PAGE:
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Old 01-15-2012, 07:55 AM   #7
Chris Li
 
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Re: What Distinguishes Aikido from Daito Ryu?

Quote:
Graham Christian wrote: View Post
Spirit. Daito ryu is the mental and physical application and view of aiki, the developing yet undeveloped flower.

Aikido is the spiritual, encompassing both the physical and mental, the fully formed.

The 'do'

The way.

G.
That may well be true, it's hard to argue that many people were more religious/spiritual than Ueshiba. I have a few comments to consider:

1) Sokaku Takeda and Daito-ryu, although not nearly as spiritual as Ueshiba, are hardly as soulless as they are often made out to be, as evidenced in the scroll above. Did you know that Takeda made extensive studies of esoteric Buddhism?

2) There are only a couple of people that I know of in the world who are really delving into the spiritual beliefs of the Founder in depth. Despite what many people think they know, what has been translated into English is fragmentary, often mistaken or misleading, and very abstract. Much of the material is specific to Japanese culture, and is difficult even for native Japanese in their own language.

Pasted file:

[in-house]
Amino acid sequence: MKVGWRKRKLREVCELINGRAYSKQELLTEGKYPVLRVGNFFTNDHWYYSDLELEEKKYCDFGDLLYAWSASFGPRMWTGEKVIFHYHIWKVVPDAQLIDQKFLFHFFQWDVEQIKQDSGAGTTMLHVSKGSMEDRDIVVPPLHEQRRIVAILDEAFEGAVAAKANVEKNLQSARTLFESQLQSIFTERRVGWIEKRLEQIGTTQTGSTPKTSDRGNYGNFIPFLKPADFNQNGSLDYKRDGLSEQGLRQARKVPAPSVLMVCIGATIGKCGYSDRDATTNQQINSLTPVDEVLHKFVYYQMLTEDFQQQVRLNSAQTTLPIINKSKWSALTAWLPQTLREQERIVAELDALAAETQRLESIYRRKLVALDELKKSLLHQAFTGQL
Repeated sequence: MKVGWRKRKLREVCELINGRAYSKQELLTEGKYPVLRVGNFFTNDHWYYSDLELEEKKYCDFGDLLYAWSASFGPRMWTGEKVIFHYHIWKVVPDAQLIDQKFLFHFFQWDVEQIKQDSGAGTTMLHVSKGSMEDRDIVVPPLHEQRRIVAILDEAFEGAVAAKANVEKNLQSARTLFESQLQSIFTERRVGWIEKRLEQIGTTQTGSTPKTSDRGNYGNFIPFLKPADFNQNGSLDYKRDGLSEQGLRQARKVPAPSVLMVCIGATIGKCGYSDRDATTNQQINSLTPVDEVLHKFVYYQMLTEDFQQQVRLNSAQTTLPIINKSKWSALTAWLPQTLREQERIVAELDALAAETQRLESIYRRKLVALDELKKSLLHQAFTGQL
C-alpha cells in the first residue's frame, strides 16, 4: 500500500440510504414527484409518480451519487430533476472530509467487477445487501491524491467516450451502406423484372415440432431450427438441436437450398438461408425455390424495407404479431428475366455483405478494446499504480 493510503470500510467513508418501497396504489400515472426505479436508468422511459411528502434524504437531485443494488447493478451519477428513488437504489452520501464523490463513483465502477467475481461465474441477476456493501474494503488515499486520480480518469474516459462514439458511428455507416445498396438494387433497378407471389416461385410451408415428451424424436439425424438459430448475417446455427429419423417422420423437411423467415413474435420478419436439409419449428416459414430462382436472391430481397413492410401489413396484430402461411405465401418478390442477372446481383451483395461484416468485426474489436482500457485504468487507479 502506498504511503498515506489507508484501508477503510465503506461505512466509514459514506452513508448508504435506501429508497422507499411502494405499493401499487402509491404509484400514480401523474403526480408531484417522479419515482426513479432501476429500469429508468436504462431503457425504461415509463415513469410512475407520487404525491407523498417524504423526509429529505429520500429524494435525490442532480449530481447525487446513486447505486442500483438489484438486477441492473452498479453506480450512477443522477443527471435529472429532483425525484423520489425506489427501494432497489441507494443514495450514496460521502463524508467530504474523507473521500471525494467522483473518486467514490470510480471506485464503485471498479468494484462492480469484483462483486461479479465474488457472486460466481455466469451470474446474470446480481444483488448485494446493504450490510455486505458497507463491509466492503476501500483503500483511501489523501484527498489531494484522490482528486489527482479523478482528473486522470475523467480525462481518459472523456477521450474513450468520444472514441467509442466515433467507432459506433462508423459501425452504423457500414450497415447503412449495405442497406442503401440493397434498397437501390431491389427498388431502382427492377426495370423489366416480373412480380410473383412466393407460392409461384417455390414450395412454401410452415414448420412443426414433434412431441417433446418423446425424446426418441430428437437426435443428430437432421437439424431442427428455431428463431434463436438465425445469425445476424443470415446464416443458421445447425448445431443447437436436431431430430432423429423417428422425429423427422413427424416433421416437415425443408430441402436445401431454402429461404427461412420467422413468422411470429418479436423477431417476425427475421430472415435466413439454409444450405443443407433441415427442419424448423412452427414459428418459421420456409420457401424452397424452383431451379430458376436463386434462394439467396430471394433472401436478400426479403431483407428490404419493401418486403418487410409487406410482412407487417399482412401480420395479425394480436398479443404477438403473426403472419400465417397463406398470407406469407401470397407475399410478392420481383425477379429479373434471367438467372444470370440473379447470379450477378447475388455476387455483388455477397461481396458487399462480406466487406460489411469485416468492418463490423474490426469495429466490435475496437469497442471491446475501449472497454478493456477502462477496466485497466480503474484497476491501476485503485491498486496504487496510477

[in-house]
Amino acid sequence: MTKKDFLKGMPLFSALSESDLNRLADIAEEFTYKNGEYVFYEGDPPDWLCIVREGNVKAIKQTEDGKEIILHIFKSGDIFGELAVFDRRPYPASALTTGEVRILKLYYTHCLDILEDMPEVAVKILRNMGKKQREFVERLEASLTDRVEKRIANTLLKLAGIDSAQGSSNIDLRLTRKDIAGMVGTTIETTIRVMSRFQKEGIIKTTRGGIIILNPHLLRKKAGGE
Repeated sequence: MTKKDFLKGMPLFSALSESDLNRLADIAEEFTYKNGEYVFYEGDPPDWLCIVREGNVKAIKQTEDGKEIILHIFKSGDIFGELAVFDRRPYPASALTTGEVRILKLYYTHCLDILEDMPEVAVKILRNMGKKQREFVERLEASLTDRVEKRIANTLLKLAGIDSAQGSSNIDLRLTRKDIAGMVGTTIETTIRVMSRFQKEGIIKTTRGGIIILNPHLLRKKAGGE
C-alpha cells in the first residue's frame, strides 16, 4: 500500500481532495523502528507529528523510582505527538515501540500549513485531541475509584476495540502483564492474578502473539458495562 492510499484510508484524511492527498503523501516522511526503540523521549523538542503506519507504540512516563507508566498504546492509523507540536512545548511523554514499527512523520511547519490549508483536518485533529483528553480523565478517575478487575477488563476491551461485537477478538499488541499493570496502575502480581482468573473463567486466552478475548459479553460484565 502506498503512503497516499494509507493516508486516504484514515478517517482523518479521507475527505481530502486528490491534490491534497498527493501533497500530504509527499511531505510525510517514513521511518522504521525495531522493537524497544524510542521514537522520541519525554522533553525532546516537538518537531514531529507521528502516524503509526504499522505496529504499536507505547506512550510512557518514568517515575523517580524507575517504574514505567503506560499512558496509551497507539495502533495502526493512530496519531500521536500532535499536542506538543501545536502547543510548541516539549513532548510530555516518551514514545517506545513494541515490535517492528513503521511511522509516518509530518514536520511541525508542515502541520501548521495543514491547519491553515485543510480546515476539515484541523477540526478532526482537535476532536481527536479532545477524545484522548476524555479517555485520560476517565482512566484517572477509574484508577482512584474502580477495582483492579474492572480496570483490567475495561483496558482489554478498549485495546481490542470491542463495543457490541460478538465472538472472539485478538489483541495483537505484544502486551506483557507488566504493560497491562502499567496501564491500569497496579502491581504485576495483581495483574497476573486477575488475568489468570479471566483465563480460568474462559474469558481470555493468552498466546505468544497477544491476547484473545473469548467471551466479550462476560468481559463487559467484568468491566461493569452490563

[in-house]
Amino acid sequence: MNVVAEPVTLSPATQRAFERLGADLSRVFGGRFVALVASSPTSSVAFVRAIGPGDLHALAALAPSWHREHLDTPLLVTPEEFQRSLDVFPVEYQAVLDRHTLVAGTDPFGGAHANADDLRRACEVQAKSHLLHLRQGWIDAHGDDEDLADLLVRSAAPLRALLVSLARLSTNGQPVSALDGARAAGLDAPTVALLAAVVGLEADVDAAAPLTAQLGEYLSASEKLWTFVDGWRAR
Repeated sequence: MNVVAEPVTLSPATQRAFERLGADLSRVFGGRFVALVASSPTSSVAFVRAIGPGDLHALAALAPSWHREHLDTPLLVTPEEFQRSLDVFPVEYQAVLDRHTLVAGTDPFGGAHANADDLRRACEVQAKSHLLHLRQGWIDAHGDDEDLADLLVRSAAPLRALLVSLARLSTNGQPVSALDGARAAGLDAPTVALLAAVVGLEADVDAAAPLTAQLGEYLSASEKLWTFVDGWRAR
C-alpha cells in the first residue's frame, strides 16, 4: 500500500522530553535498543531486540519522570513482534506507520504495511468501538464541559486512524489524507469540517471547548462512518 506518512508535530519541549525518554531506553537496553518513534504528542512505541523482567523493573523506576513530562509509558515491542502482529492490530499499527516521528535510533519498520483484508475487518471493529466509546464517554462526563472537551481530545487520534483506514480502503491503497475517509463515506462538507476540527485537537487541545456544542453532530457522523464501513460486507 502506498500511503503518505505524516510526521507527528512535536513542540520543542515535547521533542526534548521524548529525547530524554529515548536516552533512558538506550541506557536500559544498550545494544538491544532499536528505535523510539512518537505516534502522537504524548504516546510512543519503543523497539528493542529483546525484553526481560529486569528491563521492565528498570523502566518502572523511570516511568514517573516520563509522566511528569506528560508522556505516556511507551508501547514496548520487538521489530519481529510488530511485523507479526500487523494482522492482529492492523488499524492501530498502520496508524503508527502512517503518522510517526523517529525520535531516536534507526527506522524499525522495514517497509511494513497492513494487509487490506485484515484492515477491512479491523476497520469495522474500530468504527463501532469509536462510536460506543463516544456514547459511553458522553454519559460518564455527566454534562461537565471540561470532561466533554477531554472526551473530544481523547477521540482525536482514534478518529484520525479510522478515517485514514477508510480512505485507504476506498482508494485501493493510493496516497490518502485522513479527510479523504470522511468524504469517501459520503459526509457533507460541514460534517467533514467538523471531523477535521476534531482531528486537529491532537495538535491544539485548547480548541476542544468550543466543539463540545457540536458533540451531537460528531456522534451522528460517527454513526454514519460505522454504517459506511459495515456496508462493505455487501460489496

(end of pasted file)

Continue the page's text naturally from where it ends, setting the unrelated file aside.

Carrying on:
3) There is quite a lot of technical instruction embedded in the lectures left behind by the Founder, but the same caveats noted above make it extremely difficult to extract.

4) That still leaves open the question of differences of a technical nature. Traditionally, the talking points have been that the Founder produced an art of a profoundly different and original nature - not only spiritually, but on the level of technical principles.

On the spiritual side - many of the Japanese and Chinese martial arts had very complex and complete spiritual systems attached, so much so that I'm not sure that the case for a new and unique world view can really be made in it's entirety. There's nothing wrong with not being unique, of course.

On the technical side, I think that the argument for uniqueness in Aikido has traditionally been that it is a new technical paradigm that allows for control of an attacker without causing harm. If this is true (I'm not sure that it is, or that it is even really possible except as a goal), than what are the specific differences in principle? So far, none have been presented except as a matter of choosing to be more charitable - something that other arts, even Daito-ryu, have been known to do. What are the specific and original technical innovations that were introduced by the Founder that are not variations of his earlier training?

In the thread noted above there is an extremely extensive technical comparison of the two arts. How about an equally detailed review showing the differences in core technical principle?

Best,

Chris

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